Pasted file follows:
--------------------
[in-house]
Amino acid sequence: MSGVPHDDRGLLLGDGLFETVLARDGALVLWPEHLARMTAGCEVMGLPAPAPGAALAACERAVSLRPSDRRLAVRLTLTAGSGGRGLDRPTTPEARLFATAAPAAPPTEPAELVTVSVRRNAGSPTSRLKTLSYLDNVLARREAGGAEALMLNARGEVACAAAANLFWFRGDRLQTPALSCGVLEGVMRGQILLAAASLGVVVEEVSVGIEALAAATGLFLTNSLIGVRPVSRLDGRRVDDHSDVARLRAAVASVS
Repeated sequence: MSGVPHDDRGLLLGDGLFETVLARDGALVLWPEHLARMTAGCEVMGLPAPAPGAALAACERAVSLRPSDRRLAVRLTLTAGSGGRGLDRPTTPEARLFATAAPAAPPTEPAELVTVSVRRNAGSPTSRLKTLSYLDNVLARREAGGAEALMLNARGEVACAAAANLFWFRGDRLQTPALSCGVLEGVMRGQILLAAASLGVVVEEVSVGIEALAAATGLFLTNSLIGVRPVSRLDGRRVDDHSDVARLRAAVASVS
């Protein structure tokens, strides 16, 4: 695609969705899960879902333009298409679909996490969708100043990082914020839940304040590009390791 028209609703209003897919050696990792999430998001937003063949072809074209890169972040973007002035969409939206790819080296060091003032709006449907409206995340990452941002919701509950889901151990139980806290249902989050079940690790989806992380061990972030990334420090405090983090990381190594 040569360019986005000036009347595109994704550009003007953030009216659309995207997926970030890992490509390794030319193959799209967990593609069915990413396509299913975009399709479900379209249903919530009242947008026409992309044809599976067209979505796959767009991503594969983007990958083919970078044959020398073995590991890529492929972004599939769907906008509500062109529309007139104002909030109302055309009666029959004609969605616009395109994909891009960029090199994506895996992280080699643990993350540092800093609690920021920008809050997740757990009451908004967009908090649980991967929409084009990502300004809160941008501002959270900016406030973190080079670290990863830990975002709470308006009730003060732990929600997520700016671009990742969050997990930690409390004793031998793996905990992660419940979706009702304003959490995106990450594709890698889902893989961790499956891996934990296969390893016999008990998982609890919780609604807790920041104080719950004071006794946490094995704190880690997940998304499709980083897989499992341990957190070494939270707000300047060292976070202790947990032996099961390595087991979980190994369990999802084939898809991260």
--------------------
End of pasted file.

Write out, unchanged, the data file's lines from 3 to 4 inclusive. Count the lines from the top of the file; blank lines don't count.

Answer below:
Repeated sequence: MSGVPHDDRGLLLGDGLFETVLARDGALVLWPEHLARMTAGCEVMGLPAPAPGAALAACERAVSLRPSDRRLAVRLTLTAGSGGRGLDRPTTPEARLFATAAPAAPPTEPAELVTVSVRRNAGSPTSRLKTLSYLDNVLARREAGGAEALMLNARGEVACAAAANLFWFRGDRLQTPALSCGVLEGVMRGQILLAAASLGVVVEEVSVGIEALAAATGLFLTNSLIGVRPVSRLDGRRVDDHSDVARLRAAVASVS
């Protein structure tokens, strides 16, 4: 695609969705899960879902333009298409679909996490969708100043990082914020839940304040590009390791 028209609703209003897919050696990792999430998001937003063949072809074209890169972040973007002035969409939206790819080296060091003032709006449907409206995340990452941002919701509950889901151990139980806290249902989050079940690790989806992380061990972030990334420090405090983090990381190594 040569360019986005000036009347595109994704550009003007953030009216659309995207997926970030890992490509390794030319193959799209967990593609069915990413396509299913975009399709479900379209249903919530009242947008026409992309044809599976067209979505796959767009991503594969983007990958083919970078044959020398073995590991890529492929972004599939769907906008509500062109529309007139104002909030109302055309009666029959004609969605616009395109994909891009960029090199994506895996992280080699643990993350540092800093609690920021920008809050997740757990009451908004967009908090649980991967929409084009990502300004809160941008501002959270900016406030973190080079670290990863830990975002709470308006009730003060732990929600997520700016671009990742969050997990930690409390004793031998793996905990992660419940979706009702304003959490995106990450594709890698889902893989961790499956891996934990296969390893016999008990998982609890919780609604807790920041104080719950004071006794946490094995704190880690997940998304499709980083897989499992341990957190070494939270707000300047060292976070202790947990032996099961390595087991979980190994369990999802084939898809991260």